Pubs code

"Even property experts may struggle to understand it" - Why MRO take up has been low

By Liam Coleman contact

- Last updated on GMT

MRO take up thin on the ground - Savills

Related tags: Pubs code, Public house, Landlord, Tenant

Savills’ director of licensed leisure, Kevin Marsh, looks at why take up from MRO has been thin on the ground. 

The overall sweeping statement I would make is that the pubs code is an extremely complicated piece of legislation to understand. 

It’s worded in a very technical way as, inevitably, all legislation is and it’s the sort of thing that you pick up, but you put it down and forget about it if you can’t understand it easily. You can’t afford to do that, because lots of your opportunities in the market rent-only option (MRO) process have time constraints associated with them.

In places, the code is so complicated that even property experts may struggle to fully understand it. For an average publican, whose expertise centres around serving customers and running a business, getting to grips with those complexities can be a big challenge.

Licensees urged to take advice

I think that a lot of people thought they would just be able to say to their pub company: "I would like to look at my free-of-tie options, give me a quote". But, in fact, they only have those opportunities at certain points.

However, I know that at least one major pub company recently held an event at which tenants were invited to meet their suppliers and also find out more about the pubs code. They were very transparent about the differences between the relationship that a tied tenant versus free-of-tie would have with them, with the aim of helping tenants to choose whether they want or need the additional services offered or simply a property to trade from.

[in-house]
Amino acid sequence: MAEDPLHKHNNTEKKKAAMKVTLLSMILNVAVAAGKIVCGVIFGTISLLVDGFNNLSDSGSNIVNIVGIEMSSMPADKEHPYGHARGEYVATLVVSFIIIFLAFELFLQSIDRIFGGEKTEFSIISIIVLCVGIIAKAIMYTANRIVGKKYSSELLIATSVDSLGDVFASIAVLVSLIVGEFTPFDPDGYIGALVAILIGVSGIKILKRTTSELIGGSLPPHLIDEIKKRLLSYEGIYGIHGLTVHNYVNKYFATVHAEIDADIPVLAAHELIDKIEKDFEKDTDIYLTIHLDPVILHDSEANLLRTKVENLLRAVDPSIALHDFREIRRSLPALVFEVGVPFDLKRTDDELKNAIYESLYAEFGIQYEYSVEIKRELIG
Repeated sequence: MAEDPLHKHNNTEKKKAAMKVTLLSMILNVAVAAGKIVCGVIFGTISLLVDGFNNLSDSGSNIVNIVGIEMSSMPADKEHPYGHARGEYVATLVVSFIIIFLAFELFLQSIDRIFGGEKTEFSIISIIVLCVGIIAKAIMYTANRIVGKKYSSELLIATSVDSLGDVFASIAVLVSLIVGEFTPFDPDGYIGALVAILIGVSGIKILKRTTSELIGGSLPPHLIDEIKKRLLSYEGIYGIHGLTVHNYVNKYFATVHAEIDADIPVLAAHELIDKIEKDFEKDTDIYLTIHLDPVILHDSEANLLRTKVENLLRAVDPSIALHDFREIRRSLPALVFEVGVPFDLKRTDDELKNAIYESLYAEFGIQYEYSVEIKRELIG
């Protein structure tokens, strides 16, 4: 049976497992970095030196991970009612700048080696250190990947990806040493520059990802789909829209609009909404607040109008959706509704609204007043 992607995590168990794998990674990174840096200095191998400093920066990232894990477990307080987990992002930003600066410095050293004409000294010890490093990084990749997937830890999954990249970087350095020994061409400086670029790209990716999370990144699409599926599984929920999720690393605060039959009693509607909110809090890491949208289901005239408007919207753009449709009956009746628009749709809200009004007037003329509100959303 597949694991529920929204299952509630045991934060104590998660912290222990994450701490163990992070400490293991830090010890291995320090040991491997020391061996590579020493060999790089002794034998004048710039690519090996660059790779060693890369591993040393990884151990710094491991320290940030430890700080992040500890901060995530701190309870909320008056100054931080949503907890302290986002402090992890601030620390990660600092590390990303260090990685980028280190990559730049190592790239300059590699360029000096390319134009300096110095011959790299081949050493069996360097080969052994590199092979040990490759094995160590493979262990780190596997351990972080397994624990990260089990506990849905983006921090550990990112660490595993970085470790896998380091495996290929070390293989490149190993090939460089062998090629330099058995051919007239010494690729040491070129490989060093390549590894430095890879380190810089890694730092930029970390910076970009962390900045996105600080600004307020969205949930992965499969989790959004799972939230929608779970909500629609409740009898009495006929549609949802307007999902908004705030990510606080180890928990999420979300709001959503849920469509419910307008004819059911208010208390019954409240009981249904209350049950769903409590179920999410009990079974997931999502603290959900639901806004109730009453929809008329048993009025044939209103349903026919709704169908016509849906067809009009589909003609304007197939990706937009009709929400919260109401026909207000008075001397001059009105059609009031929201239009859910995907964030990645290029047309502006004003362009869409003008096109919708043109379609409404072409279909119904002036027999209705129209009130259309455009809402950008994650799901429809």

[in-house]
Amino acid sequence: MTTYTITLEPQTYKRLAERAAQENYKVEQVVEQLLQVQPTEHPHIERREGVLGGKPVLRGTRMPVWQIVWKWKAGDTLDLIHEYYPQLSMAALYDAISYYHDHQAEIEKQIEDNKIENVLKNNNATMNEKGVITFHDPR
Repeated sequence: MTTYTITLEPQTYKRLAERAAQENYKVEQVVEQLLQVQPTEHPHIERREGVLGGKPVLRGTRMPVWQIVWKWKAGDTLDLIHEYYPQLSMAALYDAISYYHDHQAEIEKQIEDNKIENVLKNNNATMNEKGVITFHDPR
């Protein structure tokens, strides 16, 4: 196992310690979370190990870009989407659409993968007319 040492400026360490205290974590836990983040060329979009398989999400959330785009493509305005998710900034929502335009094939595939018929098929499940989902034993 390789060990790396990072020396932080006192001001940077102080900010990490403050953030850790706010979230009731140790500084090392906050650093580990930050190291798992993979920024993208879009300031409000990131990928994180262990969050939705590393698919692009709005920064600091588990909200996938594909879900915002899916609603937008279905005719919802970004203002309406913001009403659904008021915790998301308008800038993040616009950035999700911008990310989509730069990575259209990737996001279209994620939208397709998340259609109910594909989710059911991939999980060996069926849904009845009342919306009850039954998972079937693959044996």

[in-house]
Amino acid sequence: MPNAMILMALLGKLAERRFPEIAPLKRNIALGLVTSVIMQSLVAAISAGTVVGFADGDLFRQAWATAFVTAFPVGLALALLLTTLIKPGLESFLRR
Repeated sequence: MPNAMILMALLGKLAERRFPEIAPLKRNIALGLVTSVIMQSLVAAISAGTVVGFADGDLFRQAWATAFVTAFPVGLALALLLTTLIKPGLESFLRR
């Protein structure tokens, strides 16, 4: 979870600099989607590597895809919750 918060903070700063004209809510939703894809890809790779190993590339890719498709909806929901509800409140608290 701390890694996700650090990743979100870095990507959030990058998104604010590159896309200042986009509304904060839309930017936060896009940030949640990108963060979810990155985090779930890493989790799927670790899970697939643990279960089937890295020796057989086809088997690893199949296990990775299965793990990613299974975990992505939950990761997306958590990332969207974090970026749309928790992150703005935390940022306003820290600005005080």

Only time will tell whether ultimately it brings about the result that was intended – which was to give tenants a greater choice of lease options in the market place.

Falling short of expectations

The tenants in their local forums need to be talking about it, so that a picture of experience starts to build up. There will need to be some very specific examples of how cases are ultimately decided to help iron out some of the queries that keep arising.

For example, the code says that the tenant needs to produce three years' worth of accounts, but we don’t know how much detail those accounts need to be in or if they need to be backed up by VAT returns. Those are the kind of things that we need some answers to.

At the moment if I were putting my hand on my heart, I would say that I don’t think MRO has brought about what a lot of tenants were hoping it was going to do. Going forward, transparency really is key. The main thing for both pub companies and tenants is to communicate clearly with each other so that agreements can be reached that are in the best interests of both parties.

Related topics: Property law, Legislation

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